The majority opinion has left little for me to say but I think nonetheless that I should explain my position. The Pennsylvania Public Utility Code, Pa. Stat.Ann. tit. 66, Section 1102(10), defines "'Facilities'" as "the plant and equipment of a public utility, including * * * any and all means and instrumentalities in any manner * * * used * * * for, by, or in connection with" its business.
The evidence was sufficient to justify the jury in finding that the Railroad Company was employing the sidetrack complex, including the wooden ladders of the bins, in particular the ladder attached to the side of Bin 56, in connection with its business as a common-carrier public utility. The record shows that in 1955 the Railroad Company inspected the bins and made extensive repairs to the sidetrack complex. In making this statement I am aware that the Reading Company points out that the defective ladder that apparently caused Dickerson's death was attached to the wooden side of the bin and not the side of the concrete trestle which alone supported the sidetrack. Nonetheless it must be concluded that the complex of the siding and its coal dispensing bins, including the ladders, were integral parts of the facilities used by Reading in its service as a public utility for the purpose of making coal available to United Eastern Coal Sales Corporation or its agency, the Adam Coal Company, a division of United, and Reading's other lessees. In sort, individual facilities of the siding complex, such as the wooden ladder of Bin 56, cannot be divorced properly from the whole complex. It follows that Section 1171 of the Pennsylvania Public Utility Code which requires every public utility to furnish and maintain safe facilities and to make such repairs "as shall be necessary * * * for * * * the safety of its patrons, employees and the public", is applicable.
Reading lays great emphasis on the provision of Section 1500 of the Public Utility Code providing that the Code shall not be held or construed to alter or repeal the theretofore established rules covering liability of public utilities for negligence. It must be conceded that this presents a serious obstacle to the point of view asserted in this opinion. In the former concurring opinion, filed on May 8, 1962, now withdrawn, I stated that I could not perceive how Dickerson could be said to be a member of the "public" as that word is employed in Section 1171 of the Public Utility Code, citing Postal Telegraph-Cable Co. v. Pennsylvania Pub. Util. Comm'n, 154 Pa.Super. 340, 344-346, 35 A.2d 535, 537-538 (1944), and having had in mind the strictures of Section 1500. But the case at bar is a diversity case and not only is the statute law of Pennsylvania applicable but the interpretations of that law by the higher courts of the Commonwealth must be heeded by us as well.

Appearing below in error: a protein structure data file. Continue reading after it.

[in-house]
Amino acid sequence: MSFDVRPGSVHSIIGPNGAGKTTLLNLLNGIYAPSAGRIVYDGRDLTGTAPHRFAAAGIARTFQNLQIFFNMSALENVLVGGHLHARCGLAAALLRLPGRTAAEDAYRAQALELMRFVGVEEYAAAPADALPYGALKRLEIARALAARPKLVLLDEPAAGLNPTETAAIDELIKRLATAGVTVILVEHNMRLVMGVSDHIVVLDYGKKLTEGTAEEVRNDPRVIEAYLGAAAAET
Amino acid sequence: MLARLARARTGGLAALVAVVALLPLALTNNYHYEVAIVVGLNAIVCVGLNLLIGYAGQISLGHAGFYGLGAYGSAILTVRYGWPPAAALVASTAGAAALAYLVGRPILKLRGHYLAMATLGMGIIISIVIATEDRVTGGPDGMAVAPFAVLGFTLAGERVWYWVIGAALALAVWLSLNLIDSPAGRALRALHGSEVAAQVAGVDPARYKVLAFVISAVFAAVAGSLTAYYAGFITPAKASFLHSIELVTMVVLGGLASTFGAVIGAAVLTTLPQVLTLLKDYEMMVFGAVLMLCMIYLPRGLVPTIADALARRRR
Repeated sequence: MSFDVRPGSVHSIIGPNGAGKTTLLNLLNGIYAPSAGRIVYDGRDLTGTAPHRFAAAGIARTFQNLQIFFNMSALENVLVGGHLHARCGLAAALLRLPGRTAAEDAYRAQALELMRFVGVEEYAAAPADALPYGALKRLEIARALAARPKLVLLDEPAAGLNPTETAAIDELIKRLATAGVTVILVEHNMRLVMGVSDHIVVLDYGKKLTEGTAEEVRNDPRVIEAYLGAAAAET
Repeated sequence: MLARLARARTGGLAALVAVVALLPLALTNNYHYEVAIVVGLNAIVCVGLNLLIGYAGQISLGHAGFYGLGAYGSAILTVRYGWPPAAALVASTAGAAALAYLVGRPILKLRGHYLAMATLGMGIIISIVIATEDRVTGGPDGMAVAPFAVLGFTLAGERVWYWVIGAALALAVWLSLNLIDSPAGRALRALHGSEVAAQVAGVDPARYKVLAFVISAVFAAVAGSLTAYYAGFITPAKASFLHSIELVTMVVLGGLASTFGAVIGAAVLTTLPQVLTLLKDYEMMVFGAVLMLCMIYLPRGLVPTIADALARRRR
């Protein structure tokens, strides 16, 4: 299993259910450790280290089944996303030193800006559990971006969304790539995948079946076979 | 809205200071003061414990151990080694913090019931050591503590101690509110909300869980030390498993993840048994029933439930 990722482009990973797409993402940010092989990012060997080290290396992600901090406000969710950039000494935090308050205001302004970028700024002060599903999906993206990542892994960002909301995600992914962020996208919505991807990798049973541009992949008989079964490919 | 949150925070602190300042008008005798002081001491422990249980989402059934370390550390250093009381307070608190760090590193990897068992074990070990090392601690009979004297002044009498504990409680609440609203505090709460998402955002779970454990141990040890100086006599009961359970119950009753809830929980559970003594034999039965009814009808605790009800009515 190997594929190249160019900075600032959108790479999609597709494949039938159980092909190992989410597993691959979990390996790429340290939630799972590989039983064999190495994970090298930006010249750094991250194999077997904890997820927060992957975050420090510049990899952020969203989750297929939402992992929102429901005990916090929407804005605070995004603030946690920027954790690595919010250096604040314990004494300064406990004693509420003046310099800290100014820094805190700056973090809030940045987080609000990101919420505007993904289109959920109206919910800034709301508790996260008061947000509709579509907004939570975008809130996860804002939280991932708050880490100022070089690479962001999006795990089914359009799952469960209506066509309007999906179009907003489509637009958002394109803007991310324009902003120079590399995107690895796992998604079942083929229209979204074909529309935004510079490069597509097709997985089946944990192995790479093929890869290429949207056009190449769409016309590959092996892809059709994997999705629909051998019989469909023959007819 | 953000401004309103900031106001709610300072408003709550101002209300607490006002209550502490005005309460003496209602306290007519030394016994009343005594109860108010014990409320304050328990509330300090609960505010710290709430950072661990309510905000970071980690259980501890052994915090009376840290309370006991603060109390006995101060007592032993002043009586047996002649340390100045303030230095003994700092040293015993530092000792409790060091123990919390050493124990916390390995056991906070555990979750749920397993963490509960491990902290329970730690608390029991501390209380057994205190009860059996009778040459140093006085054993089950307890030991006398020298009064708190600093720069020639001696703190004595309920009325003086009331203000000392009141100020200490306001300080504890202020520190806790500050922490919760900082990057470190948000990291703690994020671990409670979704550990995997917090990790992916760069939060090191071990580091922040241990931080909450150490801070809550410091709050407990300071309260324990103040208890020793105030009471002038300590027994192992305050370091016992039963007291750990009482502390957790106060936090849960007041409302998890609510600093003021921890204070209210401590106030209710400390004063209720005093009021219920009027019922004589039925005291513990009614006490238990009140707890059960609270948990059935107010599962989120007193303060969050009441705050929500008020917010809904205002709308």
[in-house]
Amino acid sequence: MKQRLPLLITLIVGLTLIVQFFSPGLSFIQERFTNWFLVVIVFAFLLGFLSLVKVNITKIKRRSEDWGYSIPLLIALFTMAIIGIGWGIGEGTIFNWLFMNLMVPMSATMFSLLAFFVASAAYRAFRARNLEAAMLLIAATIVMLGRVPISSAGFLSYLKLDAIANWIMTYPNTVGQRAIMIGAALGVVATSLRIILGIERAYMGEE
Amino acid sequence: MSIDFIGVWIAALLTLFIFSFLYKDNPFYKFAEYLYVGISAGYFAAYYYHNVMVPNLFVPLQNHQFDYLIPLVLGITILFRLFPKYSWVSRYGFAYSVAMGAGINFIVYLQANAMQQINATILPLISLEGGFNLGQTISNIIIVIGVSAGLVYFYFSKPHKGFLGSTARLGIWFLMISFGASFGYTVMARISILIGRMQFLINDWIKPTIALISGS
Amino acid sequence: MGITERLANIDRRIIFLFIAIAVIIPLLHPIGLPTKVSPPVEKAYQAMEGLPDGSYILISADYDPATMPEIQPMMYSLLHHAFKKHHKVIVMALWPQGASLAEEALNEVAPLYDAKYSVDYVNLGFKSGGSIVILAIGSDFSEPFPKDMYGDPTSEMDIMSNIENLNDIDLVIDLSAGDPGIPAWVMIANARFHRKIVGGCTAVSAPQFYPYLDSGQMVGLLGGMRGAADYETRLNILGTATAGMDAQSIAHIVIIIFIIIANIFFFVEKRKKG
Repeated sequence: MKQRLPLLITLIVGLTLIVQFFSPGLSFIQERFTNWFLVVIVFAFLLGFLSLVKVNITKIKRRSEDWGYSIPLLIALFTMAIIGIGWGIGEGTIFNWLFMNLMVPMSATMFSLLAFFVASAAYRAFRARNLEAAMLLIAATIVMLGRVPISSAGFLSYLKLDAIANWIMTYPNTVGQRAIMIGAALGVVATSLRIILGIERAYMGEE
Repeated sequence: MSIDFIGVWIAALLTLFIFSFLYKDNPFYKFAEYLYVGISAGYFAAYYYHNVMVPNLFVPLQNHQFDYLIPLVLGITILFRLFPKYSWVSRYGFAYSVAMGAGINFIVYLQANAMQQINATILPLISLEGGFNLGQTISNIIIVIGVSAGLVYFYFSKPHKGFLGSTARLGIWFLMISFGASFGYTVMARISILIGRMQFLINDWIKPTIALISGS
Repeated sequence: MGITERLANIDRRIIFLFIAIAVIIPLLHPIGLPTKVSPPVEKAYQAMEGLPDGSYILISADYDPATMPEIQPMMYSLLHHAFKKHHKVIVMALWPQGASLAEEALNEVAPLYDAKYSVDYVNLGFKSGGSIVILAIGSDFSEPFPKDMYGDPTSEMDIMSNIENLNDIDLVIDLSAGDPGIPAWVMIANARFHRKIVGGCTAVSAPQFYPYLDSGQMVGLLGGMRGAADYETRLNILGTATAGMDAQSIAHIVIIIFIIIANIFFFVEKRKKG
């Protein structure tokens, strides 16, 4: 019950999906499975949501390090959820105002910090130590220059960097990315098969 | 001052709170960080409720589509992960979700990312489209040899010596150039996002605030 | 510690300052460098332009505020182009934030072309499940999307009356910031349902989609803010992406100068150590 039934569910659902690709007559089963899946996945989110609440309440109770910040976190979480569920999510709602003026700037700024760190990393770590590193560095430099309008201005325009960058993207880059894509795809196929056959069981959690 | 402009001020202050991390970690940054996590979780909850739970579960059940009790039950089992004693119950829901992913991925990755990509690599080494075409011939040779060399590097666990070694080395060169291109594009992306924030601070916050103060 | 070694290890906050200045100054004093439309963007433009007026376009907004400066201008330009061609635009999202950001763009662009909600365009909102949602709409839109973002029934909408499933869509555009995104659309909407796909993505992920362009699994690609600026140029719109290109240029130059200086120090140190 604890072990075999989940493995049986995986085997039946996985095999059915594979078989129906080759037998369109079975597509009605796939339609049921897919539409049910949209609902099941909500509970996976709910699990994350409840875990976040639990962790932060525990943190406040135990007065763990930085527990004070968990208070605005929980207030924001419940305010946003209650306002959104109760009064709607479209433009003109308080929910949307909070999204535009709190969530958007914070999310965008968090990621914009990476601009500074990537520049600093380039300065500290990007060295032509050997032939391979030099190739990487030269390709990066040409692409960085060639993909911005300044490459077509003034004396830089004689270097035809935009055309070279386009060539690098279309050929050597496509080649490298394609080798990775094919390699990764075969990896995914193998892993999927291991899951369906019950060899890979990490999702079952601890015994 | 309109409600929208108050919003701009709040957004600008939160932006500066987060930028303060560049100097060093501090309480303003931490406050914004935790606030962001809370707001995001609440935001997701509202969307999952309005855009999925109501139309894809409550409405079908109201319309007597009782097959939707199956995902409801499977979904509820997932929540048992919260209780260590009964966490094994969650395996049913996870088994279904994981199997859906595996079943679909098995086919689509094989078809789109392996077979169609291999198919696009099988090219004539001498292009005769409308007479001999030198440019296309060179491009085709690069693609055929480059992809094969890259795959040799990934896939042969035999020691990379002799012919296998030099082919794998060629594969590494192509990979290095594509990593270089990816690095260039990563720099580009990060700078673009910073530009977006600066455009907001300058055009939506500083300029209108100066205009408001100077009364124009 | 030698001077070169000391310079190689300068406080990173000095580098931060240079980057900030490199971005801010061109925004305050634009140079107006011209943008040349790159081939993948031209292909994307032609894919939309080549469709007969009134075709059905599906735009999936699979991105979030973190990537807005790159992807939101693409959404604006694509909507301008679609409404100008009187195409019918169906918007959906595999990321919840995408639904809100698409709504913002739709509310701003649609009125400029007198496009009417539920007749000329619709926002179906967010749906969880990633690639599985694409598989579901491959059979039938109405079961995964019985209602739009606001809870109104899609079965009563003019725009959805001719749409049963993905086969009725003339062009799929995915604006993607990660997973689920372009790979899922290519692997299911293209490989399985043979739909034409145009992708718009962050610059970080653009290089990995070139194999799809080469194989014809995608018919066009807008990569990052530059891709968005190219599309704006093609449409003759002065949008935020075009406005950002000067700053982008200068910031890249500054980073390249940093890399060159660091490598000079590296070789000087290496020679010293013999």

The Superior Court of Pennsylvania in West Penn Power Co. v. Pennsylvania Pub. Util. Comm'n, 199 Pa.Super. 25, 32, 184 A.2d 143, 146 (1962), stated the following: "[The appellant power company's) third and final contention is that the Commission also erred in finding that the proposed right-of-way will create a situation involving hazard to the public. In Lower Chichester Township v. Pennsylvania Public Utility Commission, 180 Pa.Super. 503, 119 A.2d 674, we made the following pertinent statement: 'The public for whose convenience, accommodation, safety, and protection the Public Utility Law is concerned does not consist solely of persons served by the utility, but also includes persons generally who may come into contact with the utility's facilities'. We cannot agree with appellant's argument that public safety is not involved in the instant case. There is an abundance of testimony in the present record to support the conclusion that persons lawfully using the Simmons property would constantly be exposed to the hazard created by the proposed line. We are of the opinion that such persons are members of the public within the meaning of the statute."
An examination of the facts in the cited case shows that the intervenors, the Simmonses, owned a farm in Pennsylvania, and operated it with the aid of an irrigation system which by reason of unavoidable breakage, might project water as high as one hundred feet into the air, bringing a stream of water or a section of pipe into contact with the transmission conductors with the power of the West Penn Power Company, which might cause "any person in physical contact with the piping of the irrigation system" to "suffer injury or death by electrical shock." West Penn Power Co. v. Pennsylvania Pub. Util. Comm'n, supra 199 Pa. at 29-30, 184 A.2d at 145. It is my conclusion that Judge Wright deemed not only the Simmonses themselves but also intended their employees to be included as members of the "public" within the ambit of the Public Utility Act. Whatever may be said as to the strength of the logic advanced by Reading based on Section 1500, and it is strong, I think it cannot be denied that a very apt analogy is presented between the legal position of an employee of the Simmonses vis-a-vis West Penn and Dickerson, an employee of United Eastern, vis-a-vis Reading. I therefore am of the view that Dickerson was entitled to recover from Reading for there is sufficient evidence to support a charge of negligence on the part of Reading.
I concur in the view also expressed in the majority opinion that Reading is entitled under the indemnification clause of the lease to indemnification as indicated.